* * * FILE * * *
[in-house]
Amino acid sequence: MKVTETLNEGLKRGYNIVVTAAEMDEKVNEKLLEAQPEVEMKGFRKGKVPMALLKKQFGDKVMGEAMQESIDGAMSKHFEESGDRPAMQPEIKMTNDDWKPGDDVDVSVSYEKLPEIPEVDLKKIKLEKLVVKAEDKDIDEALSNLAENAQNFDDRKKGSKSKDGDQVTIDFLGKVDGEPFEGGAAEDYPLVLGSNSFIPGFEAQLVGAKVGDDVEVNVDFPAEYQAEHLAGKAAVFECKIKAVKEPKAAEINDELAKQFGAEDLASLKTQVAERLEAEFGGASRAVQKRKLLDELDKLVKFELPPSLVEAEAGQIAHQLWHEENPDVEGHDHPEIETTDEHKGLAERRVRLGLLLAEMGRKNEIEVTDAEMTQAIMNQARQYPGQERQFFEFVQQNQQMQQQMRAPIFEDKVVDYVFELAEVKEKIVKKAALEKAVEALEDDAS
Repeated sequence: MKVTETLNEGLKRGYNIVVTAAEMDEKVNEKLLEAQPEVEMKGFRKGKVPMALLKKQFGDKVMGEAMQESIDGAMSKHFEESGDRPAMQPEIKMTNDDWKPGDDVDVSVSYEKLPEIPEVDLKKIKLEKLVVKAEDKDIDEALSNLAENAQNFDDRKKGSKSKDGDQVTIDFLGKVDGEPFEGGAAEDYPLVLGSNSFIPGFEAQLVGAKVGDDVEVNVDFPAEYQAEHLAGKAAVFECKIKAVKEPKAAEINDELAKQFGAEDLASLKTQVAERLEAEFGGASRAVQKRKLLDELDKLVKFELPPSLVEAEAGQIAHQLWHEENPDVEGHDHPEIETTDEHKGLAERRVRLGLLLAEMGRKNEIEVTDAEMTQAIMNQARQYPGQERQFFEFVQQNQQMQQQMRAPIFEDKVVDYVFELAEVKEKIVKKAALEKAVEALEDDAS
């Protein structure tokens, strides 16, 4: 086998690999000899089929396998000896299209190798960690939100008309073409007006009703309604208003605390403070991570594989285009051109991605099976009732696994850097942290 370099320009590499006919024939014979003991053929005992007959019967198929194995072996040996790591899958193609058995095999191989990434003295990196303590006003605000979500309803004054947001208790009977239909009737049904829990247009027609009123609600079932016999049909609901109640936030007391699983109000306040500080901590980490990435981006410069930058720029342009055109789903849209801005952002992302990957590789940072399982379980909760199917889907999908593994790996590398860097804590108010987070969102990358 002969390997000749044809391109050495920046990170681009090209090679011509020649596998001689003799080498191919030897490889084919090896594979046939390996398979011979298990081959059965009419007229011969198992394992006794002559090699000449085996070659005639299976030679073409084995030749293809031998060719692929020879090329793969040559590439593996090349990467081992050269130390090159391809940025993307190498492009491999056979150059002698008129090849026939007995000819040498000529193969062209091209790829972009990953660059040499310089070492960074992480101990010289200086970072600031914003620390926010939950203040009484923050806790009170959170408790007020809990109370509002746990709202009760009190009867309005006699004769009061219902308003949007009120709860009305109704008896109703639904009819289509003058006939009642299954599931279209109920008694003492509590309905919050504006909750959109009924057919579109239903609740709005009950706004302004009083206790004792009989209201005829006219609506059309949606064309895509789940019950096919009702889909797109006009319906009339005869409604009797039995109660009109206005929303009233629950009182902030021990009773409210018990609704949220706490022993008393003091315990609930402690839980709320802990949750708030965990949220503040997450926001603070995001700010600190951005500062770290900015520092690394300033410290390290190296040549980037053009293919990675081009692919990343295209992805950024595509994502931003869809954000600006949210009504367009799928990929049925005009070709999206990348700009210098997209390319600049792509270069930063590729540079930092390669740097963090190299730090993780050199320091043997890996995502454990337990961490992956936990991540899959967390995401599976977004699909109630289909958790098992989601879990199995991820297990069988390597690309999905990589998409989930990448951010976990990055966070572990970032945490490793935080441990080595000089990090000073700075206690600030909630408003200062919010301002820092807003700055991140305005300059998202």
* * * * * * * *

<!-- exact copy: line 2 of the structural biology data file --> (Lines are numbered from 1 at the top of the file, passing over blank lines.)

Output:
Amino acid sequence: MKVTETLNEGLKRGYNIVVTAAEMDEKVNEKLLEAQPEVEMKGFRKGKVPMALLKKQFGDKVMGEAMQESIDGAMSKHFEESGDRPAMQPEIKMTNDDWKPGDDVDVSVSYEKLPEIPEVDLKKIKLEKLVVKAEDKDIDEALSNLAENAQNFDDRKKGSKSKDGDQVTIDFLGKVDGEPFEGGAAEDYPLVLGSNSFIPGFEAQLVGAKVGDDVEVNVDFPAEYQAEHLAGKAAVFECKIKAVKEPKAAEINDELAKQFGAEDLASLKTQVAERLEAEFGGASRAVQKRKLLDELDKLVKFELPPSLVEAEAGQIAHQLWHEENPDVEGHDHPEIETTDEHKGLAERRVRLGLLLAEMGRKNEIEVTDAEMTQAIMNQARQYPGQERQFFEFVQQNQQMQQQMRAPIFEDKVVDYVFELAEVKEKIVKKAALEKAVEALEDDAS